Rebecca Symons

University of Washington Seattle, Seattle, Washington, United States

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Publications (12)52.27 Total impact

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    ABSTRACT: Objective: Our goal was to perform a comparative effectiveness study of intravenous (IV)-only versus IV + enteral contrast in computed tomographic (CT) scans performed for patients undergoing appendectomy across a diverse group of hospitals. Background: Small randomized trials from tertiary centers suggest that en- teral contrast does not improve diagnostic performance of CT for suspected appendicitis, but generalizability has not been demonstrated. Eliminating en- teral contrast may improve efficiency, patient comfort, and safety. Methods: We analyzed data for adult patients who underwent nonelective appendectomy at 56 hospitals over a 2-year period. Data were obtained directly from patient charts by trained abstractors. Multivariate logistic regression was utilized to adjust for potential confounding. The main outcome measure was concordance between final radiology interpretation and final pathology report. Results: A total of 9047 adults underwent appendectomy and 8089 (89.4%) underwent CT, 54.1% of these with IV contrast only and 28.5% with IV + enteral contrast. Pathology findings correlated with radiographic findings in 90.0% of patients who received IV + enteral contrast and 90.4% of patients scanned with IV contrast alone. Hospitals were categorized as rural or ur- ban and by their teaching status. Regardless of hospital type, there was no difference in concordance between IV-only and IV + enteral contrast. After adjusting for age, sex, comorbid conditions, weight, hospital type, and perfo- ration, odds ratio of concordance for IV + enteral contrast versus IV contrast alone was 0.95 (95% CI: 0.72–1.25). Conclusions: Enteral contrast does not improve CT evaluation of appendicitis in patients undergoing appendectomy. These broadly generalizable results from a diverse group of hospitals suggest that enteral contrast can be eliminated in CT scans for suspected appendicitis.
    Annals of Surgery 07/2014; 260(2):311-316. DOI:10.1097/SLA.0000000000000272 · 8.33 Impact Factor
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    ABSTRACT: Objective: To study the association between diabetes status, perioperative hyperglycemia, and adverse events in a statewide surgical cohort. Background: Perioperative hyperglycemia may increase the risk of adverse events more significantly in patients without diabetes (NDM) than in those with diabetes (DM). Methods: Using data from the Surgical Care and Outcomes Assessment Program, a cohort study (2010-2012) evaluated diabetes status, perioperative hyperglycemia, and composite adverse events in abdominal, vascular, and spine surgery at 53 hospitals in Washington State. Results: Among 40,836 patients (mean age, 54 years; 53.6% women), 19% had diabetes; 47% underwent a perioperative blood glucose (BG) test, and of those, 18% had BG >= 180 mg/dL. DM patients had a higher rate of adverse events (12% vs 9%, P < 0.001) than NDM patients. After adjustment, among NDM patients, those with hyperglycemia had an increased risk of adverse events compared with thosewith normal BG. AmongNDMpatients, therewas a dose-response relationship between the level of BG and composite adverse events `[odds ratio (OR), 1.3 for BG 125-180 (95% confidence interval (CI), 1.1-1.5); OR, 1.6 for BG >= 180 (95% CI, 1.3-2.1)]. Conversely, hyperglycemic DM patients did not have an increased risk of adverse events, including those with a BG 180 or more (OR, 0.8; 95% CI, 0.6-1.0). NDM patients were less likely to receive insulin at each BG level. Conclusions: For NDM patients, but not DM patients, the risk of adverse events was linked to hyperglycemia. Underlying this paradoxical effect may be the underuse of insulin, but also that hyperglycemia indicates higher levels of stress in NDM patients than in DM patients.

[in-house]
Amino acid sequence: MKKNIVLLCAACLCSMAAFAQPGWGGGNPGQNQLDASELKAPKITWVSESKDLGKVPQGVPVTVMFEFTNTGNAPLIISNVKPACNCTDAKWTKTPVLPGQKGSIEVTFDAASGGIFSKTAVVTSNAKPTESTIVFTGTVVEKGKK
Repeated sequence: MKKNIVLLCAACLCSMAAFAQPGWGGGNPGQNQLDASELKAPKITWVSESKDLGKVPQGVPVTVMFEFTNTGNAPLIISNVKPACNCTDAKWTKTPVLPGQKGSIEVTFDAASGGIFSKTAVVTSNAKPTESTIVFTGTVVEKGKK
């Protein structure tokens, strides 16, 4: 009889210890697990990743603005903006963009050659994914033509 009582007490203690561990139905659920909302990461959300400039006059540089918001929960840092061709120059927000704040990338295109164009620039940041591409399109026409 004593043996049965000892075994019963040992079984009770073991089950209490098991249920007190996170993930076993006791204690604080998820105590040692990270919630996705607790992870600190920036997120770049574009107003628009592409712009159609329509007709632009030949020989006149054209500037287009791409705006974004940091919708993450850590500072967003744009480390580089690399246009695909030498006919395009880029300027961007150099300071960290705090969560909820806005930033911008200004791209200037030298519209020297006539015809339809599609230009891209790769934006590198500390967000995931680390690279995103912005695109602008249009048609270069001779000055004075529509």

Annals of Surgery 04/2014; 261(1). DOI:10.1097/SLA.0000000000000688 · 8.33 Impact Factor
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    ABSTRACT: This prospective cohort study sought to identify predictors of functional decline in patients aged 65 years or older who underwent major, nonemergent abdominal or thoracic surgery in our tertiary hospital from 2006 to 2008. We used the Stanford Health Assessment Questionnaire-Disability Index (HAQ-DI) to evaluate functional decline; a 0.1 or greater increase was used to indicate a clinically significant decline. The preoperative Duke Activity Status Index (DASI) and a physical function score (PFS), assessing gait speed, grip strength, balance, and standing speed, were evaluated as predictors of decline. We enrolled 215 patients (71.2 ± 5.2 years; 56.7% female); 204 completed follow-up HAQ assessments (71.1 ± 5.3 years; 57.8% female). A significant number of patients had functional decline out to 1 year. Postoperative HAQ-DI increases of 0.1 or greater occurred in 45.3 per cent at 1 month, 30.1 per cent at 3 months, and 28.3 per cent at 1 year. Preoperative DASI and PFS scores were not predictors of functional decline. Male sex at 1 month (odds ratio [OR], 3.05; 95% confidence interval [CI], 1.41 to 6.85); American Society of Anesthesiologists class (OR, 3.41; 95% CI, 1.31 to 8.86), smoking (OR, 3.15; 95% CI, 1.27 to 7.85), and length of stay (OR, 1.09; 95% CI, 1.01 to 1.16) at 3 months; and cancer diagnosis at 1 year (OR, 2.6; 95% CI, 1.14 to 5.96) were associated with functional decline.